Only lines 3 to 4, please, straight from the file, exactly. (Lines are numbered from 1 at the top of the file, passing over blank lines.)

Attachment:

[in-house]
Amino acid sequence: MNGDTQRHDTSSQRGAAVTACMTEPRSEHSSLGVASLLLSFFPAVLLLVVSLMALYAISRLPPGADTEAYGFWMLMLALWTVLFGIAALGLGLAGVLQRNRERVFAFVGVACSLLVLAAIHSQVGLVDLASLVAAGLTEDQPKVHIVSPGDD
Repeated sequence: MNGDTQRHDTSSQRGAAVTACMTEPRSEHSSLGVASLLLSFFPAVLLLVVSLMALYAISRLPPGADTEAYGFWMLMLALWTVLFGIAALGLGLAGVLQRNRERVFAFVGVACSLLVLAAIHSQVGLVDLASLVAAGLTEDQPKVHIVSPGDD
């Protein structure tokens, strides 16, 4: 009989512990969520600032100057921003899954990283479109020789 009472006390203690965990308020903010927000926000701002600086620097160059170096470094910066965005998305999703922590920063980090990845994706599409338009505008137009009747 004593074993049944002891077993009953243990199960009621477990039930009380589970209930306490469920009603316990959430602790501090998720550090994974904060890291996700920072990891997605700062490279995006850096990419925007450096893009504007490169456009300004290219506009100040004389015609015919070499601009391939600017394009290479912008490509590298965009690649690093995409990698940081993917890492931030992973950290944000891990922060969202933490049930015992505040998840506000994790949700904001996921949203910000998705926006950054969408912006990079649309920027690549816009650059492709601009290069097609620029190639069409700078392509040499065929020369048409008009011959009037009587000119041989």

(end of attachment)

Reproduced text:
Repeated sequence: MNGDTQRHDTSSQRGAAVTACMTEPRSEHSSLGVASLLLSFFPAVLLLVVSLMALYAISRLPPGADTEAYGFWMLMLALWTVLFGIAALGLGLAGVLQRNRERVFAFVGVACSLLVLAAIHSQVGLVDLASLVAAGLTEDQPKVHIVSPGDD
């Protein structure tokens, strides 16, 4: 009989512990969520600032100057921003899954990283479109020789 009472006390203690965990308020903010927000926000701002600086620097160059170096470094910066965005998305999703922590920063980090990845994706599409338009505008137009009747 004593074993049944002891077993009953243990199960009621477990039930009380589970209930306490469920009603316990959430602790501090998720550090994974904060890291996700920072990891997605700062490279995006850096990419925007450096893009504007490169456009300004290219506009100040004389015609015919070499601009391939600017394009290479912008490509590298965009690649690093995409990698940081993917890492931030992973950290944000891990922060969202933490049930015992505040998840506000994790949700904001996921949203910000998705926006950054969408912006990079649309920027690549816009650059492709601009290069097609620029190639069409700078392509040499065929020369048409008009011959009037009587000119041989």